Children’s expressions tell the story of poor sleep

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Sleep Health | Sleep Review

Researchers have found that inadequate sleep in children affects their emotional functioning in a way that can predict longer-term social problems. A new study published in Affective Science by University of Houston psychology professor Candice Alfano, PhD, examined whether changes in children’s facial expressions after sleep restrictions simultaneously and / or over time predict social problems.

“Sleep problems in children are routinely linked to lower social skills and more problems in peer relationships, but we don’t really understand what drives those associations,” Alfano said in a press release. Based on results from some of her previous research, Alfano hypothesized that the answers might lie in part in the way children’s faces express emotions when they are tired.

To test this theory, Alfano and colleagues examined 37 children between the ages of 7 and 11 during two emotional assessments in the laboratory; one when the children were well rested and another after two nights with partial sleep restrictions. During these examinations, the children viewed positive (think kittens and ice cream) and negative (think a shot and wild dogs) images on a computer screen while a high-resolution camera recorded their facial expressions. Participants’ parents provided reports on their child’s social functioning at this point and about two years later.

“As we suspected, it was reported that children who showed less positive facial expressions in response to pleasant pictures while having restricted sleep had more social problems two years later, even if they had previous social problems under control,” says Alfano.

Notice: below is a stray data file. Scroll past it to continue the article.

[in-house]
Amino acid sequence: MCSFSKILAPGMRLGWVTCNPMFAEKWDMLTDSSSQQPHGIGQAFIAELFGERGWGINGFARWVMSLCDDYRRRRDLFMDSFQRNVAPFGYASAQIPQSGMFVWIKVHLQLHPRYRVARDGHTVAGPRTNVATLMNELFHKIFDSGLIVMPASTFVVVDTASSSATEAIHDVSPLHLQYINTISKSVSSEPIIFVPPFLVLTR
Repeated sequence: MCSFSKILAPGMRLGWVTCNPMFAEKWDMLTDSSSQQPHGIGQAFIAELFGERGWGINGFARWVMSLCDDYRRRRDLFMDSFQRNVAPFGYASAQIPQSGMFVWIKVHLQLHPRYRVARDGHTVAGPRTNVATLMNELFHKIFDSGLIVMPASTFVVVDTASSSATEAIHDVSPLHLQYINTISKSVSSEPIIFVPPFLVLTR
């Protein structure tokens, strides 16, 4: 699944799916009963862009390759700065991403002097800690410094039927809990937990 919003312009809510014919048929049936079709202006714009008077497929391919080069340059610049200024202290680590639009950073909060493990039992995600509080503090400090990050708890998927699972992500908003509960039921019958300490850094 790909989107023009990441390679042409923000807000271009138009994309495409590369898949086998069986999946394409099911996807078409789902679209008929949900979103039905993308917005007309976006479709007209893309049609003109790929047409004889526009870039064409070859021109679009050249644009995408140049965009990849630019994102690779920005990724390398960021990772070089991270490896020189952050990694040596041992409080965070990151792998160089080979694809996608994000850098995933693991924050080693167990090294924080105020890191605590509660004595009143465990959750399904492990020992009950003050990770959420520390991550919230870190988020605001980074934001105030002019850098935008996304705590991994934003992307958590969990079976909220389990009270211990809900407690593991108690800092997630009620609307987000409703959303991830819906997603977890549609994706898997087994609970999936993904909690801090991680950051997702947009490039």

Although no concurrent relationships were found between sleep-based facial expression changes and social problems, Alfano suggests that this could be due to developmental differences in social behavior and peer relationships.

“For younger children, more explicit behaviors like sharing and taking turns can be more important to friendship than subtle facial expressions. With age, however, emotional expression becomes more important, ”explains Alfano. “Facial expressions not only give others an understanding of how you are feeling, but also have a contagious effect on the feelings of others.”

The results support burgeoning research suggesting poor quality sleep in childhood, which predicts later socio-emotional problems, and also the importance of studies examining how sleep affects multiple facets of children’s mental health and well-being . Facial expression, a central aspect of social communication, is one aspect of emotions that insomnia takes its toll.

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